Some popes amassed armies and levied taxes to the extent that they were considered kings.  One pope who was adept at both reforming and humbling was Gregory VII, who reigned from 1073-1085.  Gregory insisted on the celibacy of clergy and the ending of the practice known as “simony,” which was the selling of influential church positions to the highest bidder (and named after the Simon in Acts 8 who attempted to buy spiritual power from the apostles).  He also squared off in a high-stakes power struggle with the Holy Roman Emperor, Henry IV of Germany, in what historians call the Investiture Controversy.

The Investiture Controversy involved who had the authority to appoint church officials (i.e., “invest” clerics with their offices).  Those siding with Gregory felt that the Church was the premier institution on Earth and that the Pope was Christ’s representative on Earth, so it was only natural that the Church would make those decisions.  Those favoring Henry’s position argued that the emperor was the earthly reflection of the heavenly king8 and that the Church’s role was to aid the emperor.  As it turned out, while both men claimed to be God’s ambassador, Gregory had an extra weapon in his arsenal:  the threat of excommunication.  Ultimately, Henry IV humiliated himself to the point of kneeling barefoot in the snow in front of Gregory’s castle in northern Italy to beg forgiveness.  While Henry ultimately forced Gregory out and installed an “antipope” in his place a few years later, the responsibility of making Church appointments stayed mainly with the Church itself.9

On a smaller scale, another important church-versus-state squabble occurred in England in 1170.  Thomas Becket, who was named by King Henry II as Archbishop of Canterbury, did not always follow Henry’s demands after the appointment.  Frustrated by Becket’s apparent lack of gratitude or contrition, Henry mused aloud “Will no one rid me of this turbulent priest?”  Four knights who heard the King took this as an indirect command and proceeded to Canterbury, where they murdered Becket near the altar of the cathedral.  Becket’s death and the nature of it horrified England.  Canterbury became a famous medieval pilgrimage site, and one such pilgrimage was the setting for Geoffrey Chaucer’s classic Canterbury Tales.10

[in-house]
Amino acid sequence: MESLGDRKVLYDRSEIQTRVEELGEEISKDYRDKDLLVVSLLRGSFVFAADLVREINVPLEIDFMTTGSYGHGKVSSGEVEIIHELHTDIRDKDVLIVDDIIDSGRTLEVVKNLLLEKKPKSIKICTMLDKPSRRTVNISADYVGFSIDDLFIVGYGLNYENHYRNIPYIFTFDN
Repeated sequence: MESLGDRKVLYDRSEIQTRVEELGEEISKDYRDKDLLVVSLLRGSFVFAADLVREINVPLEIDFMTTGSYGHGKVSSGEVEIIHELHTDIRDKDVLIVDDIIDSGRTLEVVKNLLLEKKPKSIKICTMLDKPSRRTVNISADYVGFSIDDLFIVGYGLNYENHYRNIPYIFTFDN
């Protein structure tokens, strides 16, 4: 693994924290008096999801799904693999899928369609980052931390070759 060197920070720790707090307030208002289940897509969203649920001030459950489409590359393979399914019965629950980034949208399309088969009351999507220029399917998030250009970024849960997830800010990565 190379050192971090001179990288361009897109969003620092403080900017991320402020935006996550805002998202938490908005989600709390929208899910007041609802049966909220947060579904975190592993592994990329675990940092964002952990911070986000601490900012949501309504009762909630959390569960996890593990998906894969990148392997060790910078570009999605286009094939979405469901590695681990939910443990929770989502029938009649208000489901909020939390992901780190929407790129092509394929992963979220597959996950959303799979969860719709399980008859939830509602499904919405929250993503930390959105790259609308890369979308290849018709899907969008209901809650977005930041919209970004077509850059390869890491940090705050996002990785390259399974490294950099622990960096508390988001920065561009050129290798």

The conflicts between the Church and European monarchs did not end with the Investiture Controversy.  By the time of the Reformation, people throughout the Continent grew to resent the Church’s interference in state affairs and their heavy taxation.  Moreover, political leaders capitalized on the growth of nationalism – the ethnic, geographic, and cultural associations that held people together like glue – to turn the tide in their favor.

Aside from the external threat of political interference from heads of state, the other “threat from without” concerned the rise of Islam and the Crusades that emerged in reaction to it.  Islam’s expansion following its creation in the 7th Century was violent, but such violence did not draw the attention of the Western Church until Muslim caliphs had conquered the Arabian Peninsula, northern Africa, and Spain.  When Charles Martel, a Frankish warrior and the grandfather of Charlemagne, defeated an invading Muslim army at the Battle of Tours in 732 AD, he most likely prevented the entire continent from being overrun by Islam.  This battle in modern-day northern France, also known as the Battle of Poitiers, is considered one of the most consequential in all of history.11